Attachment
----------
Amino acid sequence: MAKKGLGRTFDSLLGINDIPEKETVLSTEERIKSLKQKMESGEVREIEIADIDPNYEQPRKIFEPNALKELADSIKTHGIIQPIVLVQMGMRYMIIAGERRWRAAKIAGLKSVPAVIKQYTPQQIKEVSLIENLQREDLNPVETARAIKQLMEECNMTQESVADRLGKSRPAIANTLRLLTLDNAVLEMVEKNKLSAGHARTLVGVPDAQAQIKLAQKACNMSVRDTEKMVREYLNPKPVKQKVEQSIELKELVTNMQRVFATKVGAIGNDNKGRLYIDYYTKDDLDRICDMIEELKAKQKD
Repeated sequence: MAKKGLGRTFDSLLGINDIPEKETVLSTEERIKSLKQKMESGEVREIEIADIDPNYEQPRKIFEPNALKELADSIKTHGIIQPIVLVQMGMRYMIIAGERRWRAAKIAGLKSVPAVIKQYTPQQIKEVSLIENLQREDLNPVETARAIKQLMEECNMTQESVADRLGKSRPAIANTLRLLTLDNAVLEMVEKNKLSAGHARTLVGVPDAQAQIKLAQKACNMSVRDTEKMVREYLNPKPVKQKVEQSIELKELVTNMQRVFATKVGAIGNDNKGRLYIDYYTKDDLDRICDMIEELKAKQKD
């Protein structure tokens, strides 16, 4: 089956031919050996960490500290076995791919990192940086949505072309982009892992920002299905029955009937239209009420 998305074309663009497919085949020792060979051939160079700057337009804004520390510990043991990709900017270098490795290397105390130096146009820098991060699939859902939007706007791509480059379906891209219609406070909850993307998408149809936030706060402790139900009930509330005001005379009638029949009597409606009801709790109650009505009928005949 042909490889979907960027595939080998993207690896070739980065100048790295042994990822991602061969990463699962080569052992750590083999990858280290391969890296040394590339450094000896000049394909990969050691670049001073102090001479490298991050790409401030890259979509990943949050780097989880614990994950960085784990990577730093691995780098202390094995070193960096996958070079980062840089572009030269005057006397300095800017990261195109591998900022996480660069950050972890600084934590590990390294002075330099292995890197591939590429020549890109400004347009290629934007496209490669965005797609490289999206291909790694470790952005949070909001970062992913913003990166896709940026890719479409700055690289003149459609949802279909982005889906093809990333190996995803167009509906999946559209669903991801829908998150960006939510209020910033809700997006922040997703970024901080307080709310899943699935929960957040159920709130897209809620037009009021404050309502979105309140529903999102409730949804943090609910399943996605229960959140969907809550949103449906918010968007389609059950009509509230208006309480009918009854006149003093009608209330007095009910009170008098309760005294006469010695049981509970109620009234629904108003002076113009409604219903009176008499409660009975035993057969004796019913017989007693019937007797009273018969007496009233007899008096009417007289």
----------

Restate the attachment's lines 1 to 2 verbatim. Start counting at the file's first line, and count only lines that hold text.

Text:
Amino acid sequence: MAKKGLGRTFDSLLGINDIPEKETVLSTEERIKSLKQKMESGEVREIEIADIDPNYEQPRKIFEPNALKELADSIKTHGIIQPIVLVQMGMRYMIIAGERRWRAAKIAGLKSVPAVIKQYTPQQIKEVSLIENLQREDLNPVETARAIKQLMEECNMTQESVADRLGKSRPAIANTLRLLTLDNAVLEMVEKNKLSAGHARTLVGVPDAQAQIKLAQKACNMSVRDTEKMVREYLNPKPVKQKVEQSIELKELVTNMQRVFATKVGAIGNDNKGRLYIDYYTKDDLDRICDMIEELKAKQKD
Repeated sequence: MAKKGLGRTFDSLLGINDIPEKETVLSTEERIKSLKQKMESGEVREIEIADIDPNYEQPRKIFEPNALKELADSIKTHGIIQPIVLVQMGMRYMIIAGERRWRAAKIAGLKSVPAVIKQYTPQQIKEVSLIENLQREDLNPVETARAIKQLMEECNMTQESVADRLGKSRPAIANTLRLLTLDNAVLEMVEKNKLSAGHARTLVGVPDAQAQIKLAQKACNMSVRDTEKMVREYLNPKPVKQKVEQSIELKELVTNMQRVFATKVGAIGNDNKGRLYIDYYTKDDLDRICDMIEELKAKQKD